It seems that what is meant by al-Lamishi in this scenario is not necessarily that tangible objects have immutable essences, but more that words (generally) and concepts (immutably) have established essences, which the discursive theologians affirm. The skeptics’ denial of immutable essences is not much different than the postmodernist claim that language is unable to hold meaning, since it is merely a signifier of other signifiers, ad infinitum. If al-Lamishi’s retort is applied to the postmodernists, questioning whether their own school of thought contains any immutable truth within it, the result would not be much different. In this sense, the discursive theologians would quickly deal with postmodernist language games, though the postmodernist framework generally closes the doors for discourse, given that it negates any possibility of even defining potential alternatives. 

The growing pervasiveness of postmodernist thought should remain alarming to proponents of any metaphysical or structural tradition. Between Islam, Catholicism, Judaism, and all other faiths that hold dear to something of intrinsic meaning, there must be unity upon the endeavor to address this philosophy. The Derridian approach does not merely deconstruct language and metaphysics, but seals the doorway to rebuilding a tradition of greater fortitude by claiming that any attempt to do so is inherently mistaken. The de-essentialization of all things results in the rejection of all things. The Derridian spiral towards an elusive, inaccessible reality presents a grim future for the progression of all forms of knowledge and theory. 

Works Cited:

1. Butler, Christopher. Postmodernism: A Very Short Introduction. Oxford University Press, 2002.
2. Saussure, Ferdinand de. Course in General Linguistics: Ferdinand De Saussure. McGraw-Hill, 1966.
3. Derrida, Jacques. Of Grammatology. The Johns Hopkins University Press, 2016.
4. Derrida, Jacques. Margins of Philosophy. University of Chicago Press, 1997.
5. Sarup, Madan. An Introductory Guide to Post-Structuralism and Postmodernism. Harvester Wheatsheaf, 2006.
6. Poovey, M. 1988. Feminism and deconstruction. Feminist Studies, 14: 51-65.
7. Al-Lamishi, Abul Thana Mahmoud Ibn Zayd. al-Tamhid li-Qawa’id al-Tawhid. Dar al-Gharb al-Islami, 1995.

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Wassim Hassan is currently a medical student as well as a student of traditional Islamic disciplines. He has focused his traditional training on the study of Kalam. His general interests include Islam, Western Philosophy, Bioethics, Translation Studies, the Arabic Language, and science.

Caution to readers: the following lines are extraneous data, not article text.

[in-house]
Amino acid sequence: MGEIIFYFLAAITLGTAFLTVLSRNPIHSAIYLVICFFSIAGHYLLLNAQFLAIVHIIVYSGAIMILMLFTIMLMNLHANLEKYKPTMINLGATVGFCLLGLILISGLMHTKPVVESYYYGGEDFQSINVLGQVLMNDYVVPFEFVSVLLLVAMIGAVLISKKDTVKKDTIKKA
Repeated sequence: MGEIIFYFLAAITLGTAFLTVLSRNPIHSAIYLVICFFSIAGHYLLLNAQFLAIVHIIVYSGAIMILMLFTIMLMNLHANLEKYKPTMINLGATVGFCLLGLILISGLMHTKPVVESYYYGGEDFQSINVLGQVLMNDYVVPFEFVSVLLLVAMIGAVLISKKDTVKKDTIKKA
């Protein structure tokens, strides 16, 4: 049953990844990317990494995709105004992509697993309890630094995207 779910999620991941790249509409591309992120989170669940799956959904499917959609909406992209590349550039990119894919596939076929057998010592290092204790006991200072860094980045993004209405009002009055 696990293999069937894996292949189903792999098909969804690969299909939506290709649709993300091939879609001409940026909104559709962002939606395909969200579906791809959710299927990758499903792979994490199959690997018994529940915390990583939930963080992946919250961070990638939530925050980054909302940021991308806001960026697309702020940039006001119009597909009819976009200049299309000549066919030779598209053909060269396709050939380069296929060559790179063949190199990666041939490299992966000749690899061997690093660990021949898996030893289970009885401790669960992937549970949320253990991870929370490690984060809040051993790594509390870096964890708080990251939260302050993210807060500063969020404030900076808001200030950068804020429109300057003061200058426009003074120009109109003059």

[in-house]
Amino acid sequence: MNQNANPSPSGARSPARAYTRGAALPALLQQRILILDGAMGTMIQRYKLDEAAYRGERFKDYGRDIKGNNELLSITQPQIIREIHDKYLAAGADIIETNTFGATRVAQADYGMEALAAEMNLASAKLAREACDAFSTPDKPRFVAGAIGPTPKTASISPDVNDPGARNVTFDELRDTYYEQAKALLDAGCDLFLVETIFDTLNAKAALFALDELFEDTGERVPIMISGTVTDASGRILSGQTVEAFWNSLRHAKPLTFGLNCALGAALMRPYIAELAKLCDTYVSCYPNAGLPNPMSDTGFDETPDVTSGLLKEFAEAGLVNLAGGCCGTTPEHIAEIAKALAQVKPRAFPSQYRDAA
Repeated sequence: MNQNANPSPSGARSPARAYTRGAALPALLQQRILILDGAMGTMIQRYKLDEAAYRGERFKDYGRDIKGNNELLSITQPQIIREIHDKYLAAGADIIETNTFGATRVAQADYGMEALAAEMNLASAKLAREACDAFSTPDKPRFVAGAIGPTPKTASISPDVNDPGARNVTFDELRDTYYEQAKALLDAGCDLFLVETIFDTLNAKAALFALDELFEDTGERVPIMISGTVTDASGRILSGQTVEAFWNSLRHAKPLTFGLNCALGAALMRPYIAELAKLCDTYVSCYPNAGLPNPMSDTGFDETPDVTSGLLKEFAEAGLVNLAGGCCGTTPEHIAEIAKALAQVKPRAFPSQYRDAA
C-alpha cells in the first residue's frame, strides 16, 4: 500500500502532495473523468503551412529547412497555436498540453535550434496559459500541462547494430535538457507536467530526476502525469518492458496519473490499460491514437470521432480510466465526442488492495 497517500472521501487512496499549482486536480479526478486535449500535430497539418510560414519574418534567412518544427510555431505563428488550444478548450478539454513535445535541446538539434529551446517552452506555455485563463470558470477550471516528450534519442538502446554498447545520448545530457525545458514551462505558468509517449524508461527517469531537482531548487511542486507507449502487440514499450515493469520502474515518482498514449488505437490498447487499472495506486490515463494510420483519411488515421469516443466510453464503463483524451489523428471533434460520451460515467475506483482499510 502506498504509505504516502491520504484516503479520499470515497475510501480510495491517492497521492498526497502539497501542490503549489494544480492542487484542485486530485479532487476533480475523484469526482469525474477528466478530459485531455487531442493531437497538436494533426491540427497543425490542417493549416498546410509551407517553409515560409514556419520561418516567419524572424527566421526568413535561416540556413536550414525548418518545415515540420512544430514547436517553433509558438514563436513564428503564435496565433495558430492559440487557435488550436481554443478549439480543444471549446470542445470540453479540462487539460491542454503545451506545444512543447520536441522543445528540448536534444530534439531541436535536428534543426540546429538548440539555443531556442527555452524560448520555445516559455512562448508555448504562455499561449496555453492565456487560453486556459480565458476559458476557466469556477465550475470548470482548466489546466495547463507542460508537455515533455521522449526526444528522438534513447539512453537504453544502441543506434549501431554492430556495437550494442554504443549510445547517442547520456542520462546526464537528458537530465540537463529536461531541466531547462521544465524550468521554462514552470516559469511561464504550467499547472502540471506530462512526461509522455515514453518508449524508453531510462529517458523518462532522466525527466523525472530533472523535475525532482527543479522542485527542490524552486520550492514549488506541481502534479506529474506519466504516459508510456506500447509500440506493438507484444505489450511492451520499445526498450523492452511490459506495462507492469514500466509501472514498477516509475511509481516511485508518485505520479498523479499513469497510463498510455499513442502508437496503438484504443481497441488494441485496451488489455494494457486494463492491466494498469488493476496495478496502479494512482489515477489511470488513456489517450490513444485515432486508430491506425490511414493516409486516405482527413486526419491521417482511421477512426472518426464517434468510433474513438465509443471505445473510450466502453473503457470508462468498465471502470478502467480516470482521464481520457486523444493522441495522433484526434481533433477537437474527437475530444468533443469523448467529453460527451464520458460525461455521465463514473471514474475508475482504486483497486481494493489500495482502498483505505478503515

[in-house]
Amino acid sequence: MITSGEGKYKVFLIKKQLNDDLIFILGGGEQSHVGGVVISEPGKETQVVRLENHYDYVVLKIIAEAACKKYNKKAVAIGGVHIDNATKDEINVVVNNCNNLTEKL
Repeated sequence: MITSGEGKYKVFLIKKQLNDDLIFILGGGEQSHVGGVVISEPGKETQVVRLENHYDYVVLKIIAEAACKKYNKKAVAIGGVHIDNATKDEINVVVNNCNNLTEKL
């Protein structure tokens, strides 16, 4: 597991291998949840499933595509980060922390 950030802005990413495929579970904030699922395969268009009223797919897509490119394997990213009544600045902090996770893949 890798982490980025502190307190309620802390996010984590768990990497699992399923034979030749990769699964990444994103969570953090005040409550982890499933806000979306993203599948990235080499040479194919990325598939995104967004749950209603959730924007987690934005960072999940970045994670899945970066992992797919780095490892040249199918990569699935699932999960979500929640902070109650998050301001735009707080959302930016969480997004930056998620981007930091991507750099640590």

2 thoughts on “An Introduction to Postmodernism and its Implications

  1. Great article on postmodrrnism!

    1. There’s this pithy MacIntyre quote (from Three Rival Versions of Moral Enquiry) about the unavoidable metaphysics of presencing, and this book (if you’ve not already read it) might be helpful for any future articles on postmodrrnism?

    “It is one sign of the inescapable character of this metaphysics of reading that those who proscribe it so often fail nonetheless in the eyes of their post-Nietzschean colleagues to eliminate all traces of it from their own work. Thus Heidegger has accused Nietzsche of retaining in his thought an unacknowledged metaphysical remnant and so Derrida has in turn similarly accused Heidegger”

    2. Some consequences of certain forms of anti-essentialism (an important part of postmodrrnism) go beyond “political passivism” and are outright deployed to the service of whoever is in power. See the chapter of Muslims in Europe in Formations of the Secular for an example.

    Personal observation: anti-essentialists often scan for diverse opinions in a tradition (ones that conform to the monoculture) and exaggerate the importance/acceptance these opinions have had historically. In doing so, diversity (of opinion) creates hegemony (of the minority with the majority)

    3. The article says “words and concepts have immutable essences”, but a view that seems to be more sensible (because the meaning of words change over time) is that words/concepts have essences (features identifying what they are) that are mutable/historically variable? This is the quote I’m relying on:

    “However, to those who have been taught to regard essentialism as the gravest of intellectual sins, it is necessary to explain that certain things are essential to that project—as indeed there are to ‘India’ as a nation-state. To say this is not equivalent to saying that the project (or ‘India’) can never be changed; it is to say that each historical phenomenon is determined by the way it is constituted, that some of its constitutive elements are essential to its historical identity and some are not. It is like saying that the constitutive rules of a game define its essence—which is by no means to assert that that game can never be subverted or changed; it is merely to point to what determines its essential historical identity, to imply that certain changes (though not others) will mean that the game is no longer the same game.”

    4. There’s a paper by Sherman Jackson called “The Alchemy of Domination” that is occupied (partly) with essences and the Islamic tradition. You should check it out if you haven’t read it by typing (without quote marks) “alchemy of domination marcmanley”

    I’m looking forward to learning from you in future articles (as I did in this one)!